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Flood Maps Can Get Much Sharper With A Little Supercomputing Oomph

This is a calculated flood map for the city of St. Louis. Water depth goes from deep (dark blue) to shallow (white, light blue). Floodwater can come from the Illinois, Upper Mississippi and Missouri rivers, as well as from heavy local precipitation.
Courtesy of Dag Lohmann/Katrisk
This is a calculated flood map for the city of St. Louis. Water depth goes from deep (dark blue) to shallow (white, light blue). Floodwater can come from the Illinois, Upper Mississippi and Missouri rivers, as well as from heavy local precipitation.

A small company in California is hoping to make a big splash by providing detailed flood maps to homeowners and insurance companies. And to do that, the company is using one of the fastest supercomputers in the world.

The company is called Katrisk, based in Berkeley, Calif. Hydrologist and computer modeler Dag Lohmann is one of the company's founders. He says the flood maps the Federal Emergency Management Agency already produces will tell you how prone a particular area is to flooding.

But FEMA's maps don't tell you everything you might want to know about what might happen in a flood, Lohmann says.

"You don't know whether the flood is 2 inches high, 2 feet high, or 2 meters high," he says. When you're making a computer model of that sort of catastrophe, how often a particular region floods is just a start.

"You also have to know 'how severe is the flooding?' " Lohmann says. "You have to know, 'How deep will the water be?' "

In other words, in order to properly price a policy, an insurance company would want to know whether repairs from a flood in that region are more likely to involve replacing a few carpets, or removing tons of mud and debris.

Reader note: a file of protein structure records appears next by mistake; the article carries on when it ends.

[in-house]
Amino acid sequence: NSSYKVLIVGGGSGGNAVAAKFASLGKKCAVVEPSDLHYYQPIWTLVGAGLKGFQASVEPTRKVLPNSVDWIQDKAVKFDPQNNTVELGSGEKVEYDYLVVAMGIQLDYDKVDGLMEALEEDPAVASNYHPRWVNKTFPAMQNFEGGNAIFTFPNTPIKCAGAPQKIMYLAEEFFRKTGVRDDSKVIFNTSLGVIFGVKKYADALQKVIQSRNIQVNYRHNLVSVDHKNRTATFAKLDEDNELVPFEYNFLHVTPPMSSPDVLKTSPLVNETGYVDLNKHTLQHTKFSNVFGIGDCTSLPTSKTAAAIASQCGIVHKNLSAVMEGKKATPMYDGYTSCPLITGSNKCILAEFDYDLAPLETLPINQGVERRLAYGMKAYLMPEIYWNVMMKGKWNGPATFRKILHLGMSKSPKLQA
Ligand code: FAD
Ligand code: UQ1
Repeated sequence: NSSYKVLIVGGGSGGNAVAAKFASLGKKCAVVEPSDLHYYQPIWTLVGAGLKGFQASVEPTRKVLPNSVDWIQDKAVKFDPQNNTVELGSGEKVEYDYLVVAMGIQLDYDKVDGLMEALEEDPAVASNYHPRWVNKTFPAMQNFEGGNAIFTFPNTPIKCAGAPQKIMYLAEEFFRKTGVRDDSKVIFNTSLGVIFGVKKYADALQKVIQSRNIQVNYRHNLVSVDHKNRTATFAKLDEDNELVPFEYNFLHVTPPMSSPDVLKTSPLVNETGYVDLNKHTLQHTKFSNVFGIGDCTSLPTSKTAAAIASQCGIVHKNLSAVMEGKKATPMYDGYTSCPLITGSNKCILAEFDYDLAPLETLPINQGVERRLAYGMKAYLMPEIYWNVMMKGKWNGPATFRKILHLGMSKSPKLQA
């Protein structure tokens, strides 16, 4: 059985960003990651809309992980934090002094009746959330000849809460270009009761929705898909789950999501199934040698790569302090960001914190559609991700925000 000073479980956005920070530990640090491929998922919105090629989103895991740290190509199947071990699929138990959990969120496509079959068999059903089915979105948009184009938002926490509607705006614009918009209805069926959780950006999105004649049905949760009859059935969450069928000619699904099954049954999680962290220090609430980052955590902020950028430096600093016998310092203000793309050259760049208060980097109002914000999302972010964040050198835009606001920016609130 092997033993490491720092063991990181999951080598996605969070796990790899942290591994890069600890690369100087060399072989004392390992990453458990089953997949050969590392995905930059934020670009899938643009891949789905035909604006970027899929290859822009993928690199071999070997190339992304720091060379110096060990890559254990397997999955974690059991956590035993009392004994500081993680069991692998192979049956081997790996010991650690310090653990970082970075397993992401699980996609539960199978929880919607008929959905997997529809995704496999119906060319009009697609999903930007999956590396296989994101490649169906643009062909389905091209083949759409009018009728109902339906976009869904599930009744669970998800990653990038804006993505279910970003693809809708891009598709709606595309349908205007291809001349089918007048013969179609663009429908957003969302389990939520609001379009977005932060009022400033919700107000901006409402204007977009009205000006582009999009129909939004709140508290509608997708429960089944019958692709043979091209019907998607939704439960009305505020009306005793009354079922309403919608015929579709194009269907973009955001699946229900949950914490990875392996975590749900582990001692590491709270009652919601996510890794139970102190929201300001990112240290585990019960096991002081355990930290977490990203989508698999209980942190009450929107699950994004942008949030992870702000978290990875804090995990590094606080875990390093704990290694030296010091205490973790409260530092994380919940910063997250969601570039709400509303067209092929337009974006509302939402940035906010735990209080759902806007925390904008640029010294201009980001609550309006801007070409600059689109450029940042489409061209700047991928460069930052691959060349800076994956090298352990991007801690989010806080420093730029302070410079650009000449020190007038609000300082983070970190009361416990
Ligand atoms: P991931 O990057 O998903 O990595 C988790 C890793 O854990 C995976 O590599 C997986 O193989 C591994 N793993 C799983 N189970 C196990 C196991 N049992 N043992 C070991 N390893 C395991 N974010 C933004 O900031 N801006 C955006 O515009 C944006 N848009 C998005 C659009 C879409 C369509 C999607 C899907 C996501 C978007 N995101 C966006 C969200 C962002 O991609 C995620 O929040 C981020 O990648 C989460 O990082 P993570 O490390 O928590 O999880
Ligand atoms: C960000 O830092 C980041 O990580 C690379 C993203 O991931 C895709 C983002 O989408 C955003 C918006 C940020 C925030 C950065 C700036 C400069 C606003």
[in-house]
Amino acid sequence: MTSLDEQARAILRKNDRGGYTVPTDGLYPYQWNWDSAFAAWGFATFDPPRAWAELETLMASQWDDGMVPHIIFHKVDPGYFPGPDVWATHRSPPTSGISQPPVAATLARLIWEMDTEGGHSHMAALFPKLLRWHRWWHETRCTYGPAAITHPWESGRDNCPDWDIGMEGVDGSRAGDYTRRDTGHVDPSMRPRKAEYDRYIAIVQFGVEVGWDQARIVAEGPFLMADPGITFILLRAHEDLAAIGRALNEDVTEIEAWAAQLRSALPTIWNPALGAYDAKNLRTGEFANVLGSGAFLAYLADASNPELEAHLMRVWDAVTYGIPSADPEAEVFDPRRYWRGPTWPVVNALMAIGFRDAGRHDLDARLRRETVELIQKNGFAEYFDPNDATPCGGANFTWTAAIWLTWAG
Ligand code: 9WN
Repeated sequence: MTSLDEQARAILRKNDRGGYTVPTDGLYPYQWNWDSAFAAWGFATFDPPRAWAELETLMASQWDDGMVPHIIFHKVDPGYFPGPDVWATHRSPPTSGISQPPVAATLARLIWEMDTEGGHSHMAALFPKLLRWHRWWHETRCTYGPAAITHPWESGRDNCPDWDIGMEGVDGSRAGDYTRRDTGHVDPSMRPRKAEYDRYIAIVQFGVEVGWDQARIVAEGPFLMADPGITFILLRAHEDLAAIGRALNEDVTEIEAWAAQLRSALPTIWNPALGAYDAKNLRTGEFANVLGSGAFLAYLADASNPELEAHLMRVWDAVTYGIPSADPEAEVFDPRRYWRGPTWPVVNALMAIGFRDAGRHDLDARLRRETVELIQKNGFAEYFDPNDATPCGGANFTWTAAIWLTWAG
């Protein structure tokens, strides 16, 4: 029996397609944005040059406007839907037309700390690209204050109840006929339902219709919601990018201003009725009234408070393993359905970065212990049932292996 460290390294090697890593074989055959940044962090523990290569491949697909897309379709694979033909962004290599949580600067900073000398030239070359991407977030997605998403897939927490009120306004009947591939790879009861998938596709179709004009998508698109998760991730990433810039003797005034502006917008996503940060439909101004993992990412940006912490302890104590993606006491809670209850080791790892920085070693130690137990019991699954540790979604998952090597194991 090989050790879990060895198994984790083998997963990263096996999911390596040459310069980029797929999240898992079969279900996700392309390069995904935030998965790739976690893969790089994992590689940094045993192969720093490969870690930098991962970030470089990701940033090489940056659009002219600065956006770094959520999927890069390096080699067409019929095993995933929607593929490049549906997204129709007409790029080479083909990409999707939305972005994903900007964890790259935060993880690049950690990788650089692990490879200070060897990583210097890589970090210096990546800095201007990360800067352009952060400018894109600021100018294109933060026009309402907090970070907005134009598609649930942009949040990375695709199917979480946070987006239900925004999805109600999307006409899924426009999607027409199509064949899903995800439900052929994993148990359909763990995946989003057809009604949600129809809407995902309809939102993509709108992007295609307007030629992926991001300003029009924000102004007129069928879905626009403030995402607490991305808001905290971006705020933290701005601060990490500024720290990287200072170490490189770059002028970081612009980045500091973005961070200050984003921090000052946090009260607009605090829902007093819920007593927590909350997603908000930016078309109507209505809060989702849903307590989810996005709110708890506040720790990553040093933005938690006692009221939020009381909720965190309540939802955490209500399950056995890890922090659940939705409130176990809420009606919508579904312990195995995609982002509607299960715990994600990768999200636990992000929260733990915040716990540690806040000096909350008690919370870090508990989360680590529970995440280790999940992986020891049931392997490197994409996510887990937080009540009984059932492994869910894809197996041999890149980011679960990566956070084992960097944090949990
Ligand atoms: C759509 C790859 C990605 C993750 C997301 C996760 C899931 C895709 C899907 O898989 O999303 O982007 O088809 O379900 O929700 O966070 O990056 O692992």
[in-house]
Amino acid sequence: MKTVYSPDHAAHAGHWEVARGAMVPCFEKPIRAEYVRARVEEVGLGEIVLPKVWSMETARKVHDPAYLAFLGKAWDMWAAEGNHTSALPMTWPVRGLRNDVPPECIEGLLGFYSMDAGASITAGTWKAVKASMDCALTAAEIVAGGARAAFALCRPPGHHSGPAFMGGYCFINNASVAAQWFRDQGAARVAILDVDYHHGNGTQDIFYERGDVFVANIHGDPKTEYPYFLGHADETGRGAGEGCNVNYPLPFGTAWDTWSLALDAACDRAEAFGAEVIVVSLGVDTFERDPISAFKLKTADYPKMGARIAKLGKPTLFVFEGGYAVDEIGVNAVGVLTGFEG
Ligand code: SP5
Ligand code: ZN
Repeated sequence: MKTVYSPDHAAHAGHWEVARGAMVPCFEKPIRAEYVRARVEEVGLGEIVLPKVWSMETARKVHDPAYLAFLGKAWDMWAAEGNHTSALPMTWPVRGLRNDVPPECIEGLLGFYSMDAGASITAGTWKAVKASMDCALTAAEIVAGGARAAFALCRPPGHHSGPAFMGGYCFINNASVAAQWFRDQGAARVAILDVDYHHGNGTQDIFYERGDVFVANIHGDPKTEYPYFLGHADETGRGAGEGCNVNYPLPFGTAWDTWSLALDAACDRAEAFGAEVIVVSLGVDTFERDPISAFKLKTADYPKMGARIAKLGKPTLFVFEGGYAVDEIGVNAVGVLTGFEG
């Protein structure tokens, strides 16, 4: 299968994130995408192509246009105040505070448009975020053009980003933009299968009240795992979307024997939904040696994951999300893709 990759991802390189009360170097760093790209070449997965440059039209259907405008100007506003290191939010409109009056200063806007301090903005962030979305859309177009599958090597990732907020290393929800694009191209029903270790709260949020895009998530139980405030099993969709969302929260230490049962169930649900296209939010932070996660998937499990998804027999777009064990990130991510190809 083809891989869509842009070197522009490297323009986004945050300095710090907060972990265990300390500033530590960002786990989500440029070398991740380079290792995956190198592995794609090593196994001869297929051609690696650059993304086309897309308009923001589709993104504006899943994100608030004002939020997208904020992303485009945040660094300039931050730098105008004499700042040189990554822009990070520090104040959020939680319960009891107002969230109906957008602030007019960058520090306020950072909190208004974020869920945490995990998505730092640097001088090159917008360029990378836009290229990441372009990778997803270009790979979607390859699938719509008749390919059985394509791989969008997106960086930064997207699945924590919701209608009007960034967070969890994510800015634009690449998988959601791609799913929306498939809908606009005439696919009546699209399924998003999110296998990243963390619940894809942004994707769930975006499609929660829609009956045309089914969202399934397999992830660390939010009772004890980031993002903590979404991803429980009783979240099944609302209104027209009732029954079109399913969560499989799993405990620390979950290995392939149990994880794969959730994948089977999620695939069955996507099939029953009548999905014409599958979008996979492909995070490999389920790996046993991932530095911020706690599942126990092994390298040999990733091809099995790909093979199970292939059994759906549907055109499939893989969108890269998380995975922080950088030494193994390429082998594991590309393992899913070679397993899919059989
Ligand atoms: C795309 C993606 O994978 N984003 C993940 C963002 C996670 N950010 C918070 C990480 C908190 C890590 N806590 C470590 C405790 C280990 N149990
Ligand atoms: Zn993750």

Lohmann wants to make flood hazard maps that would provide that kind of information, detailed enough to make predictions for individual properties.

But to make such detailed maps requires an enormous amount of computing.

"Ten years ago it would have been immensely expensive to run those kinds of computations," says Lohmann.

The Titan supercomputer at the Department of Energy's Oak Ridge National Laboratory changes all that, in part because it's a new kind of supercomputer. Instead of just traditional central processing units, or CPUs, the Oak Ridge computer uses lots of graphical processing units, or GPUs. These are the sort of processors computer gamers like for producing lifelike graphics.

"For flood modeling, they're ideal, these graphics cards," Lohmann says, because they can do calculations in parallel. "You have easily 2,000 to 3,000 — [and] now up to 4,000 — little processors in each graphics card."

Titan supercomputer at the Oak Ridge National Laboratory.
/ Oak Ridge National Laboratory
Oak Ridge National Laboratory
Titan supercomputer at the Oak Ridge National Laboratory.

So what you do is divide a map into a grid. And each processor calculates the flood risk at a particular time for a different square on the grid. Stitch all the individual squares together, and you've got a highly detailed map.

One especially nice thing for startup companies like Lohmann's: Computer time on the Oak Ridge computer is free. As a national lab, Congress instructed Oak Ridge to provide access to its supercomputer to researchers "in United States industry, institutions of higher education, national laboratories and other federal agencies."

The only catch is, you have to make your results public. In theory, that means another company could jump in and do the same thing that Lohmann is doing. In practice, Lohmann says, there would still be technical and scientific hurdles a competitor would have to overcome, even with access to his results.

Lohmann isn't the only entrepreneur to approach Oak Ridge with an idea in need of some supercomputing. For example, a company from Greenville, S.C., called SmartTruck used the Oak Ridge computer to design a system for reducing drag, and saving fuel on long-haul trucks.

"People always bring their dreams here," says Jack Wells, director of science at the computing facility at Oak Ridge. "They bring their dreams for what they wanted to do with their life's work. And we help give them a big jump forward by giving them access to our Titan supercomputer."

Copyright 2021 NPR. To see more, visit https://www.npr.org.

Joe Palca is a science correspondent for NPR. Since joining NPR in 1992, Palca has covered a range of science topics — everything from biomedical research to astronomy. He is currently focused on the eponymous series, "Joe's Big Idea." Stories in the series explore the minds and motivations of scientists and inventors. Palca is also the founder of NPR Scicommers – A science communication collective.